Posted by Jay Markanich, Home Inspector - servicing all Northern Virginia (Jay Markanich Real Estate Inspections, LLC) 4 months ago

It's rare here to find a flat roof on a house here, esp w/ all the snow.  But, I have noticed plenty of them here downtown in the city, so I think they have a lot of issues.

Posted by Debbie Gartner, The Flooring Girl & Blog Stylist -Dynamo Marketers (The Flooring Girl) 4 months ago

I've heard that from a lot of those up north Debbie, and all for a good reason.  But you're right, in older structures flat roofs were more common.

Posted by Jay Markanich, Home Inspector - servicing all Northern Virginia (Jay Markanich Real Estate Inspections, LLC) 4 months ago

Not very common here...or desirable...Santa prefers his sled on an angle !

Posted by Sally K. & David L. Hanson, WI Realtors - Luxury - Divorce - Short Sale (Keller Williams 414-525-0563) 4 months ago

Jay, just had to deal with one on a porch...gutters at the end made a difference because it has a itty bitty pitch to it but I have always seen these roofs as a red flag.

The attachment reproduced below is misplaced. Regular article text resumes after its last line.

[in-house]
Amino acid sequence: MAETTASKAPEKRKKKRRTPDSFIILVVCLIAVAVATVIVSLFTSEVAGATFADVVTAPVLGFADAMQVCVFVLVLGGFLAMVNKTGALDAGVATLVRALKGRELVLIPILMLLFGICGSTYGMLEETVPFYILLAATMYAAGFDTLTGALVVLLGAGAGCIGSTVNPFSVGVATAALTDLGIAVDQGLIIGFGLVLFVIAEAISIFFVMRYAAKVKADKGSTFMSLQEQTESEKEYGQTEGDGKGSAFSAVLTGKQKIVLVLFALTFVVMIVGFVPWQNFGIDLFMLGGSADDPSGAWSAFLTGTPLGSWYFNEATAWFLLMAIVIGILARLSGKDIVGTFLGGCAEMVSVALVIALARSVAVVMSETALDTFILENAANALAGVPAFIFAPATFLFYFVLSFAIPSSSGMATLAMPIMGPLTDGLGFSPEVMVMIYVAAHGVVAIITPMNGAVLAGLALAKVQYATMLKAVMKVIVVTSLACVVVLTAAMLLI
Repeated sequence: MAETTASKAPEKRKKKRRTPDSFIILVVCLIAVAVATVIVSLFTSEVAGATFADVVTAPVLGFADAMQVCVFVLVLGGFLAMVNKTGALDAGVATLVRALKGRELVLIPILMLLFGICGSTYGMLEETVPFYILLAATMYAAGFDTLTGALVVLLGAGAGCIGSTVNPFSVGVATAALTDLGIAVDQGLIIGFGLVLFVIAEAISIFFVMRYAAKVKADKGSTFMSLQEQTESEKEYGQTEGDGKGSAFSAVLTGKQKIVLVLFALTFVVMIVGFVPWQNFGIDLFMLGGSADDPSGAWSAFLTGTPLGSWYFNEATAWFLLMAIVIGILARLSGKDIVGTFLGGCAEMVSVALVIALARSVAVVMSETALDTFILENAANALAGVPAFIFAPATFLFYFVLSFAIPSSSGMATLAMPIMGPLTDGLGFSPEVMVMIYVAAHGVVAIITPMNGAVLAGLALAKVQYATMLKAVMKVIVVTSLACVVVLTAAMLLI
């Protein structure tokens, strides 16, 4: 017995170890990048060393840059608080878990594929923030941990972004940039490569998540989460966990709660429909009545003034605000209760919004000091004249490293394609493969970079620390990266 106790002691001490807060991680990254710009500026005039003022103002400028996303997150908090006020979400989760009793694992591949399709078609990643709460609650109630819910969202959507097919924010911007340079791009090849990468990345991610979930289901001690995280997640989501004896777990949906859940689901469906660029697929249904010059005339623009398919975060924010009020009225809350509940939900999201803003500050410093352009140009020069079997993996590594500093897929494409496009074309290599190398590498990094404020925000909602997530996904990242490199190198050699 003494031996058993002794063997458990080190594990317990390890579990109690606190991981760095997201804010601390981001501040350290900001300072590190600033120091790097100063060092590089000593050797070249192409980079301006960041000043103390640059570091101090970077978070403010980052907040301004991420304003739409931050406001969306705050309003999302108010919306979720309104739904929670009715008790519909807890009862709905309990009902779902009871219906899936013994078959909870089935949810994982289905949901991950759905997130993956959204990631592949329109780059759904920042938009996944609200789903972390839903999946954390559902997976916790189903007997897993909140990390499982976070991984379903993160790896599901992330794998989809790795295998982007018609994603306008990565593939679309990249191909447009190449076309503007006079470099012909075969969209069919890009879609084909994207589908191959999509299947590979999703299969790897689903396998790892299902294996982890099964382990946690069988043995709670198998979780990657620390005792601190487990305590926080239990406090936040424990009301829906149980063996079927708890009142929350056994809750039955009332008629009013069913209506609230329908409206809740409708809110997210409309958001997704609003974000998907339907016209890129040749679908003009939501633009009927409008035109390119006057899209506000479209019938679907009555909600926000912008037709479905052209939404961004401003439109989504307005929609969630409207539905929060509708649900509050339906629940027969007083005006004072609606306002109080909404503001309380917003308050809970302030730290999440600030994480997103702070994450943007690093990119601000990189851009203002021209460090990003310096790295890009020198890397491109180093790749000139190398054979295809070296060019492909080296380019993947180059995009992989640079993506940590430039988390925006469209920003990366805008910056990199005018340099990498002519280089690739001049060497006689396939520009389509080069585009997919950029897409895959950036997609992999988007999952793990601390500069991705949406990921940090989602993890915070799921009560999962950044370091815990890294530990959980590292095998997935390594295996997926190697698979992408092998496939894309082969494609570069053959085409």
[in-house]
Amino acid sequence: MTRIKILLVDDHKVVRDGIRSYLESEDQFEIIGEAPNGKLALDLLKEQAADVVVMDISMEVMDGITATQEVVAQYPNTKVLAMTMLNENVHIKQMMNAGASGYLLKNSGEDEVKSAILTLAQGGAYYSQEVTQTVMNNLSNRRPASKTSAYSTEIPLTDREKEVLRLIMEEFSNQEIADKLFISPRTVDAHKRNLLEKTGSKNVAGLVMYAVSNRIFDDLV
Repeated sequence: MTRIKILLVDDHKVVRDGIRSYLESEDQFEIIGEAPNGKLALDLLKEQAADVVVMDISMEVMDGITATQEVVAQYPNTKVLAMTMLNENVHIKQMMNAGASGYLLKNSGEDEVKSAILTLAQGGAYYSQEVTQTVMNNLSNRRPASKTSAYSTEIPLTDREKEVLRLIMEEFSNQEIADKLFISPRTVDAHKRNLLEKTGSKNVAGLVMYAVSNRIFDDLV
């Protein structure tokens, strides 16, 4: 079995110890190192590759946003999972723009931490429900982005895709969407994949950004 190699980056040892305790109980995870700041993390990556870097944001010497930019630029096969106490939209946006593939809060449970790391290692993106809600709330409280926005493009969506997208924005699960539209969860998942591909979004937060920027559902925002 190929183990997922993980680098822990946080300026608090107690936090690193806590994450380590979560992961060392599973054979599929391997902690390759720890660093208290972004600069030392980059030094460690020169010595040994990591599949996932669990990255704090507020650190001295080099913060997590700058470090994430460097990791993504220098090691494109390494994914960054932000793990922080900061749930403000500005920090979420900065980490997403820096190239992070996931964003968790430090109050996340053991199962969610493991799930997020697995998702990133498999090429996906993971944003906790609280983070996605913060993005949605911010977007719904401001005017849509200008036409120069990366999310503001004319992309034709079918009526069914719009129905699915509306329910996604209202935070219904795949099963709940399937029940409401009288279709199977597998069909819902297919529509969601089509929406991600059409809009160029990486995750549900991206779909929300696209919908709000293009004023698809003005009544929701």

Posted by Ginny Gorman, Homes for Sale in North Kingstown RI and beyond (RI Real Estate Services ~ 401-529-7849~ RI Waterfront Real Estate) 3 months ago

S&D - I would think not!

Ginny - so do I.  In every case I am anxious to see what I can see.

Posted by Jay Markanich, Home Inspector - servicing all Northern Virginia (Jay Markanich Real Estate Inspections, LLC) 3 months ago

Hi Jay - I would not have a flat roof.  We have one on a building and it is always causing problems with repairs.

Posted by Grant Schneider, Your Coach Helping You Create Successful Outcomes (Performance Development Strategies) 2 months ago

I agree, Grant.  They often prove problematic.  And necessarily.

Posted by Jay Markanich, Home Inspector - servicing all Northern Virginia (Jay Markanich Real Estate Inspections, LLC) 2 months ago